The defendants claim that Arvey Hodes has violated Canons 4,*fn6 5,*fn7 and 9*fn8 of the American Bar Association Code of Professional Responsibility (the "Code"), which "[t]his District Court has adopted . . . as an appropriate guideline for the conduct of attorneys admitted to practice before it (General Rules 6(a)(i)), and [which] our Court of Appeals has regularly relied upon . . . in the disqualification area." Kadish v. Commodity Futures Trading Commission, 548 F. Supp. 1030, 1032 (N.D.Ill. 1982). See also Resnick v. American Dental Association, 95 F.R.D. 372, 378 (N.D.Ill. 1982) (noting that "[c]ourts consistently employ provisions of the Code as sources of procedural and substantive law"). The major thrust of defendants' claim is that Arvey Hodes' representation of plaintiffs violates confidences established between Maeir and the Arvey Hodes attorneys at their meeting in early July of 1981. If such representation does violate confidences it would seem to violate Canon 4. If it does not, however, Arvey Hodes' representation of plaintiffs could still violate Canon 9 if it even "appeared" to be professionally improper.*fn9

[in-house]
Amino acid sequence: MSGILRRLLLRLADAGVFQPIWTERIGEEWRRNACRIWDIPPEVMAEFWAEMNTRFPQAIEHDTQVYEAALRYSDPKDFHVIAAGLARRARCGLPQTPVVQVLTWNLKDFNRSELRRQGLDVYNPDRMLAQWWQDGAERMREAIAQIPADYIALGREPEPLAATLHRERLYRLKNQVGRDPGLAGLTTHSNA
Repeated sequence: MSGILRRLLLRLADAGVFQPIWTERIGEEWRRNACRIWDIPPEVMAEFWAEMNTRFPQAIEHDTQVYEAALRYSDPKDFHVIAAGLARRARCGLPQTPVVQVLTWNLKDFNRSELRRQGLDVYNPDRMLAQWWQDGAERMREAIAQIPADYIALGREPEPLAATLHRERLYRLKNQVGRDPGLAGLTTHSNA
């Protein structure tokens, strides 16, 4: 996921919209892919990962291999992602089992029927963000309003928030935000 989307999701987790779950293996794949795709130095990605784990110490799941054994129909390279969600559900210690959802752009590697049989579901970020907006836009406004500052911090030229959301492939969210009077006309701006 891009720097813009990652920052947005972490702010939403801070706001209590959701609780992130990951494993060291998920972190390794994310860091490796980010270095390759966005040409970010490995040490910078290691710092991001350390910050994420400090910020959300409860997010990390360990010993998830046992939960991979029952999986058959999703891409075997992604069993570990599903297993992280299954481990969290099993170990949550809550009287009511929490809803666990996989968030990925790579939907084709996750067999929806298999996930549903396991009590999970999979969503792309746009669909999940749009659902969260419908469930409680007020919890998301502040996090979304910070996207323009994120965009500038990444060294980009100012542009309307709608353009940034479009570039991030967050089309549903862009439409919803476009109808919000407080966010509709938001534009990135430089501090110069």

By requiring attorneys to preserve the confidences of their clients the Canons seek to achieve two goals. Canon 4's prohibition against an attorney's use of confidences obtained in his prior representation of his current client's opponent seeks to ensure fundamental fairness and prevent an unfair informational advantage. More importantly, by ensuring confidentiality the Canons foster an atmosphere of trust and encourage clients to fully disclose information to their attorneys. If this confidentiality were not ensured clients might withhold critical information that their attorneys need to represent them effectively. The Seventh Circuit has recognized that Canon 4's central purpose is to "encourage the free transfer of confidential information from client to attorney. . . ." Novo Terapeutisk Laboratorium A/S v. Baxter Travenol Laboratories, Inc., 607 F.2d 186, 191 (7th Cir. 1979). The importance of full disclosure by the client was also emphasized in Cannon. Quoting from an ethical consideration accompanying Canon 4, the district court in Cannon noted: